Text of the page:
Comparing figures for quarter 2 of 2020 to the same quarter in 2019, unemployment in Australia increased by 1.5 percentage points; in Brazil that same figure was 1.6; in Canada, 6; in Chile, 5.5; Columbia, 9; and United States, 8.5. The relevant statistics for countries such as the United Kingdom, Germany, Japan, France and Italy show greater resilience.
It is evident that the United States and Canada experienced a significant disruption on an unprecedented scale. Employment figures for the United States show that the unemployment rate rose from 3.5% in February 2020 to peak at 14.7% in April 2020. The unemployment rate for the United States has now dropped to stand closer to 10%. In
contrast, during the Global Financial Crisis in 2009 the unemployment rate in the United States rose from 4.7% in December 2007 to nearly 10% by June 2009.
In two months the Covid-19 pandemic has destroyed more jobs than the Great Recession did in two years. As the United States has lifted restrictions on the physical movement of people, some workers have been recalled into employment while others have seen temporary redundancies become permanent job displacement.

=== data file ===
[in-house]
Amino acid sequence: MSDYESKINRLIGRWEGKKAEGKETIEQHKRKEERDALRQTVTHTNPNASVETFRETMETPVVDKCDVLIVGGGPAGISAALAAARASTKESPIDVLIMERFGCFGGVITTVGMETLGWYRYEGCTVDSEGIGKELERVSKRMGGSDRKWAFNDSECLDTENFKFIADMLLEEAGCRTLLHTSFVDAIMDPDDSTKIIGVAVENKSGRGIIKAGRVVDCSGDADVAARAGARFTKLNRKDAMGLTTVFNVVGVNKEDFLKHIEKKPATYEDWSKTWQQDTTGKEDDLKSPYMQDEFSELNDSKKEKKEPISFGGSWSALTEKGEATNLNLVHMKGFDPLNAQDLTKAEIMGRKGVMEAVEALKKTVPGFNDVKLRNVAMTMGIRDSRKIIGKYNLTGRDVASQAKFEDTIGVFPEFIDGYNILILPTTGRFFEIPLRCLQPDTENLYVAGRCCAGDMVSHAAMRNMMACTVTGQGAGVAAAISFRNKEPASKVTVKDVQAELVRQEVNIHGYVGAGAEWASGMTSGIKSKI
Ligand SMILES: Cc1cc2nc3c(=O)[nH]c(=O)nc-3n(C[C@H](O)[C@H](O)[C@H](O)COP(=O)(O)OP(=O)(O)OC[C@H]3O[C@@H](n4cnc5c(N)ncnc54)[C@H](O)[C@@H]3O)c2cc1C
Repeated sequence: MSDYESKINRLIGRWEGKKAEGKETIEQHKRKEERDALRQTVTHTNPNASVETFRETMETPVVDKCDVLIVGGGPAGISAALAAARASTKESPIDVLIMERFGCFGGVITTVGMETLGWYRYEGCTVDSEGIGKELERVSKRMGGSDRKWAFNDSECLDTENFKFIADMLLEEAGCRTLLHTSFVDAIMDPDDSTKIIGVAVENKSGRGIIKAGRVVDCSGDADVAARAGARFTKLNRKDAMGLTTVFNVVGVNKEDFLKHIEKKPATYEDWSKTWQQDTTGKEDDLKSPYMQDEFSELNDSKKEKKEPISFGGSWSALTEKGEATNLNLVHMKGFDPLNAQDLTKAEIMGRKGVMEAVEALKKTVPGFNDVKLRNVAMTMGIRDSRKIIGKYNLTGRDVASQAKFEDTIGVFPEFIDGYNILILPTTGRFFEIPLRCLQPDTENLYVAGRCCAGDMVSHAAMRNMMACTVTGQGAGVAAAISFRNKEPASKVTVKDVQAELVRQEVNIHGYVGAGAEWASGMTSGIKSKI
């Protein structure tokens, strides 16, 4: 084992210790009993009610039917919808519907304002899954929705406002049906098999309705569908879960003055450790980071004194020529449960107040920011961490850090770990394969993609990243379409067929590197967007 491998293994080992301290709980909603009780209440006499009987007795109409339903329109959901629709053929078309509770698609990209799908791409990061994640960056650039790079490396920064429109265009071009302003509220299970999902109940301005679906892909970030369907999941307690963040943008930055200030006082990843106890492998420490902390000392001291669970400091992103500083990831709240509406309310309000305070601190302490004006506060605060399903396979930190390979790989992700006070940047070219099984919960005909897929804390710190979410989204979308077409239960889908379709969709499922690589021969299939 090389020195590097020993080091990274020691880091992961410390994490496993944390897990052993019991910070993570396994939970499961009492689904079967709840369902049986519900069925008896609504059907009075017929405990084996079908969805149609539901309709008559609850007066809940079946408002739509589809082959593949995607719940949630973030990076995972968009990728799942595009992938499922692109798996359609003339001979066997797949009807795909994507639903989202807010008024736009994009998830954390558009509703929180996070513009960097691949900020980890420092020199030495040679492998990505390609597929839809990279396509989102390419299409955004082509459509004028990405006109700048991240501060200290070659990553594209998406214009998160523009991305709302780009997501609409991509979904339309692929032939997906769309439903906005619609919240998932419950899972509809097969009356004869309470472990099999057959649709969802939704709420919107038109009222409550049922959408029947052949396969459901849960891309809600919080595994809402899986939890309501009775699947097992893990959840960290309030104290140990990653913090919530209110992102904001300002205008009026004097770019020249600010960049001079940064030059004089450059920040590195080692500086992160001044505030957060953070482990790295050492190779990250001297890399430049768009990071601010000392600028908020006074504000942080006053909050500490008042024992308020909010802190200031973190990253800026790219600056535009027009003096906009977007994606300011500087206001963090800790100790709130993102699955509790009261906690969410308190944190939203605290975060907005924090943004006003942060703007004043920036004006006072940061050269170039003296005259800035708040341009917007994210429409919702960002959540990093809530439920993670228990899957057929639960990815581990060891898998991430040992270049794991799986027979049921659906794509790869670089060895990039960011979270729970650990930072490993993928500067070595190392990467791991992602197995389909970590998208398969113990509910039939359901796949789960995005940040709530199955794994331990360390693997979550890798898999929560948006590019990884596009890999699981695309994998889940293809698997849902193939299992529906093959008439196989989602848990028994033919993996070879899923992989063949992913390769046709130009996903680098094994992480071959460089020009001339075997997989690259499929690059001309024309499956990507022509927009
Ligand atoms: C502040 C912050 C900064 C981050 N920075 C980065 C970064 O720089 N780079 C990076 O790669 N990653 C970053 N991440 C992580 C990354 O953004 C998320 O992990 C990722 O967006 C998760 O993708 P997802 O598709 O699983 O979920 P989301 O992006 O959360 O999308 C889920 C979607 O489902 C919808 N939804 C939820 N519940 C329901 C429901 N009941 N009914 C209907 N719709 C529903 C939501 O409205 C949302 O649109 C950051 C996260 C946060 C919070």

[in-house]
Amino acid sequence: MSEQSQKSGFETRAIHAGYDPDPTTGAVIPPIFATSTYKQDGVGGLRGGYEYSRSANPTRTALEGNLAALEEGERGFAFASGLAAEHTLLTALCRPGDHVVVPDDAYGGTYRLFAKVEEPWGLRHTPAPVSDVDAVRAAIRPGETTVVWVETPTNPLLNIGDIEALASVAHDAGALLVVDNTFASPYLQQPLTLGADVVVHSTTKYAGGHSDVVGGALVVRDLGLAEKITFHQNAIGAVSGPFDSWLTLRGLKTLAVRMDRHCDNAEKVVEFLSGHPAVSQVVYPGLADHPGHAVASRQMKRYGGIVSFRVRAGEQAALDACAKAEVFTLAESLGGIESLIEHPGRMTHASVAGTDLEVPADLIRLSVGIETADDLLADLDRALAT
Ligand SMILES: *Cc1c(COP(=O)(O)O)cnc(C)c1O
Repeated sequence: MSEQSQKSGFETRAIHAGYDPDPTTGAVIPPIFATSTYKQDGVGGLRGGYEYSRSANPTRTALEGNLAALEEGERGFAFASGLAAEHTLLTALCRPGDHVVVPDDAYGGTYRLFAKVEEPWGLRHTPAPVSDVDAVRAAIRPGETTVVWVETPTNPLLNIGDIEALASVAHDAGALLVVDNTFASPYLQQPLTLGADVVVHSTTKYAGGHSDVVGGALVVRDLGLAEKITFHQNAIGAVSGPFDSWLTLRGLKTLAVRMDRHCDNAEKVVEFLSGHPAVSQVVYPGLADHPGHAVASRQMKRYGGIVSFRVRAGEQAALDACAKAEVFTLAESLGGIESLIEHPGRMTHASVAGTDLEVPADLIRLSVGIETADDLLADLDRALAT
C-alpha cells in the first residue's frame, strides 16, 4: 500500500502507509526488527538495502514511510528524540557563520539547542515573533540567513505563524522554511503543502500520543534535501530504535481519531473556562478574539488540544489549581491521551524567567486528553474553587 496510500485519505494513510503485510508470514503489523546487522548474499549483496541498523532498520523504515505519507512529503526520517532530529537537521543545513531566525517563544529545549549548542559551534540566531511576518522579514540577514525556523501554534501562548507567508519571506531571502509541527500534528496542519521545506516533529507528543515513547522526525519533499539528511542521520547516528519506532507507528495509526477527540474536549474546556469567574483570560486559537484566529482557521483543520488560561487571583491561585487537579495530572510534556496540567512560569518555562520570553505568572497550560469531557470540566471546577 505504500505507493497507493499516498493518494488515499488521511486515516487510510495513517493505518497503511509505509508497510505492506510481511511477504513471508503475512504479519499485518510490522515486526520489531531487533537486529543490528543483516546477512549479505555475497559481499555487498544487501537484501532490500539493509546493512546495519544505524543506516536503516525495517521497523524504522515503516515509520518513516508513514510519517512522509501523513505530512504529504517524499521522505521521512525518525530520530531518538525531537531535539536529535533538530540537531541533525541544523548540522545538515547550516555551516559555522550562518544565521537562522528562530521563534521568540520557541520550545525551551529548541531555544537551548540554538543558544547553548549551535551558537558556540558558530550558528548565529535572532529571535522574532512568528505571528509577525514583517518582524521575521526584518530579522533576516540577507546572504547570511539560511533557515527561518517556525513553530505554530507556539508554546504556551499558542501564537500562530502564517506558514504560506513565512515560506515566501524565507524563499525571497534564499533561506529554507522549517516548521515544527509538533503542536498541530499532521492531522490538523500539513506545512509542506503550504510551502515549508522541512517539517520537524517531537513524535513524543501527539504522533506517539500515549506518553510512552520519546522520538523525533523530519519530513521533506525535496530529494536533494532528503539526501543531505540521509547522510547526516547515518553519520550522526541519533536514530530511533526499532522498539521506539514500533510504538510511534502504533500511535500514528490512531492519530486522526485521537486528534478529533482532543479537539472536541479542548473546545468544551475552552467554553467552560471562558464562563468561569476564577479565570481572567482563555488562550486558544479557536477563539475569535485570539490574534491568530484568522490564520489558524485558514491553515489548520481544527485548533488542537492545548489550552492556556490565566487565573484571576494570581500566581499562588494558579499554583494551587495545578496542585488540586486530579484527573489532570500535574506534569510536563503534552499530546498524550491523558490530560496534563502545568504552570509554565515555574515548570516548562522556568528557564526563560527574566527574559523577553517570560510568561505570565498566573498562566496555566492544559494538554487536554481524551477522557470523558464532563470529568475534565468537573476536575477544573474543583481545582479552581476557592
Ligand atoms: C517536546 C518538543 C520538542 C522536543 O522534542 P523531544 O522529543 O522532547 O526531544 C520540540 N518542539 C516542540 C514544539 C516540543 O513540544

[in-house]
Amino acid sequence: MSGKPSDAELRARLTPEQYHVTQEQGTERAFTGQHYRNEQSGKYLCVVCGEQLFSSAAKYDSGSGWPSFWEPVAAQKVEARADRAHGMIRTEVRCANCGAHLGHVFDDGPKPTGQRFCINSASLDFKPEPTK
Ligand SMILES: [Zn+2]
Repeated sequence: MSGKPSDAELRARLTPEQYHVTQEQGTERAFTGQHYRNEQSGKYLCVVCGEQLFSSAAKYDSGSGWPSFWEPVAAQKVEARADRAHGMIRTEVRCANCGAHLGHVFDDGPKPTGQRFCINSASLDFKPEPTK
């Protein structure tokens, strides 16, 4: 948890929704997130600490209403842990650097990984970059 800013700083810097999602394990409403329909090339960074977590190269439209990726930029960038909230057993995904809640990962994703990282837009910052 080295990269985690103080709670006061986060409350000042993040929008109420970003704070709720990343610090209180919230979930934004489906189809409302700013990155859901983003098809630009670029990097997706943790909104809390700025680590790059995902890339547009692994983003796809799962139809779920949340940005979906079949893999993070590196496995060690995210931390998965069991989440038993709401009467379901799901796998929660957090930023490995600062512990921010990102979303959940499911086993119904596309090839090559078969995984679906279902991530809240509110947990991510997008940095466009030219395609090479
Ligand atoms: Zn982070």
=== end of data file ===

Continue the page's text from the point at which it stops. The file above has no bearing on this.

While many workers moved into unemployment during the period of mid-March to the end of July hiring rates also remained low, reflecting business reluctance to invest in new personnel. This means that workers displaced from the labour market have fewer opportunities to return to work as businesses reduce their workforce. This trend can be observed through data from the professionals on the LinkedIn platform, which allows the LinkedIn Economic Graph team to track changes in hiring rates for seven key economies-Australia, China, France, Italy, Singapore, the United Kingdom and the United States.
In China, for instance, hiring contracted to a low of 47% year-on-year rate at the end of February. In France and Italy, the contraction was more pronounced, reaching 70% and 64.5%, respectively, in mid-April. Those low figures were approached by the United Kingdom and Australia, where contractions reached a relatively more robust 40%.
Since then, hiring rates have gradually rebounded, with most of the seven key economies tracked by these metrics trending towards a 0% year-on-year change. By 1 July, China, France and the United States had seen the most recovery in comparative hiring rates, at -6% or -7%. By the end of September the countries with the strongest recovery in hiring were China (22%), Brazil (13%), Singapore (8%) and France (5%). In those economies it appears that hiring is now compensating for the months in which new personnel were not engaged, indicating some stabilisation of the labour market.